03. Human Factors

adamharries
Flashcards by adamharries, updated more than 1 year ago
adamharries
Created by adamharries over 7 years ago
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Degree IOSH MS Flashcards on 03. Human Factors, created by adamharries on 11/27/2013.

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Question Answer
The HSE defines human factors as: “environmental, organisational and job factors, and human and individual characteristics which influence behaviour at work in a way which can affect health and safety.”
A simple way to view human factors is to think about three aspects: the individual, the job, and the organisation and how they impact on people’s health and safety- related behaviour.
The Organisation 5 Culture, leadership, resources, work patterns, communications……
The individual 5 Competence, skills, personality. attitudes, risk perception……
The job 5 Task, workload, environment, displays and controls, procedures….
The Confederation of British Industry (CBI) describes the culture of an organisation as: “the ideas and beliefs that all members of the organisation share about risk, accidents and ill health."
Some key aspects of an effective culture include: 5 Management commitment Visible management Good communications Active employee participation Effective health and safety training
Factors Influencing Individual Behaviour 6 Attitudes Personality Abilities Motivation Perception Training
People are generally well motivated at work if: 3  they understand the importance of the objectives they are tasked to achieve;  the objectives are realistic and achievable; and  satisfactory achievement of the objective results in personal fulfilment and/or a tangible reward.
Intentional failures, or deliberate deviation from a rule or procedure, are known as violations
Unintentional failures are known as human errors
Active failures have an immediate consequence and are usually made by front- line people such as drivers, control room staff or machine operators
Latent failures are distant in time and space from the consequences. They are typically failures in health and safety management systems (design, implementation or monitoring) and are often attributed to designers, decision makers and managers
Violations are divided into three categories: routine, situational and exceptional
Routine violations occur when breaking the rule or procedure has become a normal way of working within the work group.
Routine violations can be due to: 5  the desire to cut corners to save time and energy;  the perception that the rules are too restrictive;  the belief that the rules no longer apply;  lack of enforcement of the rule; and  new workers starting a job where routine violations are the norm and not realising that this is not the correct way of working.
Situational violations occur when a rule is broken due to pressures from the job such as being under time pressure, insufficient staff for the workload, the right equipment not being available or even extreme weather conditions.
Exceptional violations rarely happen and only then when something has gone wrong. When solving a problem during an emergency it may be necessary to break a rule, regardless of the risk, because it is believed that the benefits outweigh the risks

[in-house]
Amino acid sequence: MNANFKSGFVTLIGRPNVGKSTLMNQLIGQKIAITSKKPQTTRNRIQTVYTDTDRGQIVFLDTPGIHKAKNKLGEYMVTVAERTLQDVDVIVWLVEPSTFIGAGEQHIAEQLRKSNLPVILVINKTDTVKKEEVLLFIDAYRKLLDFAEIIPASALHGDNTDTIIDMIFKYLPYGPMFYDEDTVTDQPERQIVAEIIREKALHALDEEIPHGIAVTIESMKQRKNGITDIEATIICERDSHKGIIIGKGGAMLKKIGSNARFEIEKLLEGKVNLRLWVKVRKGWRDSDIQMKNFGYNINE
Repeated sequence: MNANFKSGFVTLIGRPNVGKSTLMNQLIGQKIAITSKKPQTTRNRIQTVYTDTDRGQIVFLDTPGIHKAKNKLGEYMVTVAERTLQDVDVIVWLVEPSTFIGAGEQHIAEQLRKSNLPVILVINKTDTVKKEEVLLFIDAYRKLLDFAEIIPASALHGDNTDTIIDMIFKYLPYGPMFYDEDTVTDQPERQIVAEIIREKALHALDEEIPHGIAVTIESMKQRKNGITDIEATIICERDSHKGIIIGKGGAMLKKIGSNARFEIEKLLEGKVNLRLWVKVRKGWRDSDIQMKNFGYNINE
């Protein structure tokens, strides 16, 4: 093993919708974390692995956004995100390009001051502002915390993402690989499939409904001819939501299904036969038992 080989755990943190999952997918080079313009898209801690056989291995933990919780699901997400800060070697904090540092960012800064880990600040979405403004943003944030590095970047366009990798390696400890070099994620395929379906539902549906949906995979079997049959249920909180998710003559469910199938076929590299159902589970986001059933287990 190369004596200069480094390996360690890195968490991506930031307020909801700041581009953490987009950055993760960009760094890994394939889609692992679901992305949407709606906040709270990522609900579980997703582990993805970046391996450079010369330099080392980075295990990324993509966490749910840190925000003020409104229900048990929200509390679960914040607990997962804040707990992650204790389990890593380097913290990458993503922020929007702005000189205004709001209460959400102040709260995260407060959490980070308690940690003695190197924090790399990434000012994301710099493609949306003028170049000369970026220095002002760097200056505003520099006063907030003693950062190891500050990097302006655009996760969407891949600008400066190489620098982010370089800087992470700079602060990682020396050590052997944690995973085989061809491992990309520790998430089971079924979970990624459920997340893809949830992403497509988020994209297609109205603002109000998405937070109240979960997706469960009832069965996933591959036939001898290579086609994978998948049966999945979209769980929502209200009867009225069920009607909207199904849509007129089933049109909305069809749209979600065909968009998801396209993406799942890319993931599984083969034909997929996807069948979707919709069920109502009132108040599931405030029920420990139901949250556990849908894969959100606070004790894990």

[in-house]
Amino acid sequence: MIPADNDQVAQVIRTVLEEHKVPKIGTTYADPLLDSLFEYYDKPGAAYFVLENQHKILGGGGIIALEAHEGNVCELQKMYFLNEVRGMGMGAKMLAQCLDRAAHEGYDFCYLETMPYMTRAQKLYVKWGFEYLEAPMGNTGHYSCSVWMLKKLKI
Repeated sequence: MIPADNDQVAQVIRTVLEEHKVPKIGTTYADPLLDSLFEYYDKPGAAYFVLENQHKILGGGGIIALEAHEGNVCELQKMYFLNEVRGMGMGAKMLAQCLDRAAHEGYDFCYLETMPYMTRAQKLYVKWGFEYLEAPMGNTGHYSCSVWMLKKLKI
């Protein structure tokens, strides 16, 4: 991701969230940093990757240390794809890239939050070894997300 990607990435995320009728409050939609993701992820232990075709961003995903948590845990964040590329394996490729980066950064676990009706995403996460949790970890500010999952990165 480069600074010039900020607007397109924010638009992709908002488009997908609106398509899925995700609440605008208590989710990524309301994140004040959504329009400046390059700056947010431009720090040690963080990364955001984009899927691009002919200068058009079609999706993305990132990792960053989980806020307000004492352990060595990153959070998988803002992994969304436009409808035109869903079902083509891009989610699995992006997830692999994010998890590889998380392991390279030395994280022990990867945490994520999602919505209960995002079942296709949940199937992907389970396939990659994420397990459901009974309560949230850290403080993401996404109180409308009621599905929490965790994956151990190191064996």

Errors fall into three categories: slips, lapses and mistakes.
Slips and lapses occur in very familiar tasks which can be carried out without much need for conscious attention. These tasks are called 'skill-based' and are very vulnerable to errors if attention is diverted, even momentarily.
Slips are failures in carrying out the actions of a task. They are described as 'actions- not-as planned', e.g. picking up the wrong component from a mixed box, operating the wrong switch, transposing digits when copying out numbers or doing steps in a procedure in the wrong order.
Typical slips might include: 5  performing an action too soon in a procedure or leaving it too late;  omitting a step or series of steps from a task;  performing the action in the wrong direction (e.g. turning a control knob to the right rather than the left, or moving a switch up rather than down);  doing the right thing but on the wrong object (e.g. switching the wrong switch); and  carrying out the wrong check but on the right item (e.g. checking a dial but for the wrong value).
Lapses cause actions to remain undone or workers to lose their place in a task. They can be reduced by minimising distractions and interruptions to tasks and by providing effective reminders especially for tasks which take some time to complete or involve periods of waiting.
Mistakes are a more complex type of human error where the wrong thing is done in the belief that it is right.
Mistakes may be (2 types) Rule-based mistakes Knowledge based mistakes
Rule-based mistakes occur when behaviour is based on remembered rules or familiar procedures. There is a strong tendency to use familiar rules or solutions even when they are not the most convenient or efficient.
Knowledge based mistakes occur when it is necessary to solve problems from first principles. Misdiagnoses and miscalculations are natural consequences of learning by trial and error.
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